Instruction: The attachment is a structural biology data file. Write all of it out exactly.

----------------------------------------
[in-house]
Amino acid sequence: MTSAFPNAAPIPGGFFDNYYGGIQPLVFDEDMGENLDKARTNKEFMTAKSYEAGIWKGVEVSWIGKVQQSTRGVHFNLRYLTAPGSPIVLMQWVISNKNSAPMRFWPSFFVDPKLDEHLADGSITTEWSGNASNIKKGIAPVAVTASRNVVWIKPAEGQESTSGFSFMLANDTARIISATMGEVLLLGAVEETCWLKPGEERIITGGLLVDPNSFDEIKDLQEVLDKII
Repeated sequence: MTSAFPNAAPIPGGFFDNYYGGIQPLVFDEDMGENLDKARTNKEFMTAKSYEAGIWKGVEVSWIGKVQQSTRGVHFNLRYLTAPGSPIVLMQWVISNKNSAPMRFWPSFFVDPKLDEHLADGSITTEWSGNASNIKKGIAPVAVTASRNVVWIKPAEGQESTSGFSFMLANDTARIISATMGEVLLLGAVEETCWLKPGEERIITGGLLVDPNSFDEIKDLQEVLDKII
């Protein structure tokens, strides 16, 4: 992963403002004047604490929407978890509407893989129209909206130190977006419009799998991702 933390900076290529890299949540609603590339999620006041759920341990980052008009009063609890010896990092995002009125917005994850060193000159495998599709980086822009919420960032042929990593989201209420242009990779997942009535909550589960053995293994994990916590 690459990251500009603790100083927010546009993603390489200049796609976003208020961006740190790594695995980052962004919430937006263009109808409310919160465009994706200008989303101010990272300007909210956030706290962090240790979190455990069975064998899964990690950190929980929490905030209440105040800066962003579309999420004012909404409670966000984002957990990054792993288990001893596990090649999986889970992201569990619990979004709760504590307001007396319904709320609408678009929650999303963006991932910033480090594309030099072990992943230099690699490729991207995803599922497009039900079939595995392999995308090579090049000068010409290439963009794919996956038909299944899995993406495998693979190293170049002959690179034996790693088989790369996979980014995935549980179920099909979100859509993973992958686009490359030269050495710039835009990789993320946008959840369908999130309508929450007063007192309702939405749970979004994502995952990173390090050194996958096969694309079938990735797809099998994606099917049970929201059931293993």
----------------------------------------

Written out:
[in-house]
Amino acid sequence: MTSAFPNAAPIPGGFFDNYYGGIQPLVFDEDMGENLDKARTNKEFMTAKSYEAGIWKGVEVSWIGKVQQSTRGVHFNLRYLTAPGSPIVLMQWVISNKNSAPMRFWPSFFVDPKLDEHLADGSITTEWSGNASNIKKGIAPVAVTASRNVVWIKPAEGQESTSGFSFMLANDTARIISATMGEVLLLGAVEETCWLKPGEERIITGGLLVDPNSFDEIKDLQEVLDKII
Repeated sequence: MTSAFPNAAPIPGGFFDNYYGGIQPLVFDEDMGENLDKARTNKEFMTAKSYEAGIWKGVEVSWIGKVQQSTRGVHFNLRYLTAPGSPIVLMQWVISNKNSAPMRFWPSFFVDPKLDEHLADGSITTEWSGNASNIKKGIAPVAVTASRNVVWIKPAEGQESTSGFSFMLANDTARIISATMGEVLLLGAVEETCWLKPGEERIITGGLLVDPNSFDEIKDLQEVLDKII
């Protein structure tokens, strides 16, 4: 992963403002004047604490929407978890509407893989129209909206130190977006419009799998991702 933390900076290529890299949540609603590339999620006041759920341990980052008009009063609890010896990092995002009125917005994850060193000159495998599709980086822009919420960032042929990593989201209420242009990779997942009535909550589960053995293994994990916590 690459990251500009603790100083927010546009993603390489200049796609976003208020961006740190790594695995980052962004919430937006263009109808409310919160465009994706200008989303101010990272300007909210956030706290962090240790979190455990069975064998899964990690950190929980929490905030209440105040800066962003579309999420004012909404409670966000984002957990990054792993288990001893596990090649999986889970992201569990619990979004709760504590307001007396319904709320609408678009929650999303963006991932910033480090594309030099072990992943230099690699490729991207995803599922497009039900079939595995392999995308090579090049000068010409290439963009794919996956038909299944899995993406495998693979190293170049002959690179034996790693088989790369996979980014995935549980179920099909979100859509993973992958686009490359030269050495710039835009990789993320946008959840369908999130309508929450007063007192309702939405749970979004994502995952990173390090050194996958096969694309079938990735797809099998994606099917049970929201059931293993």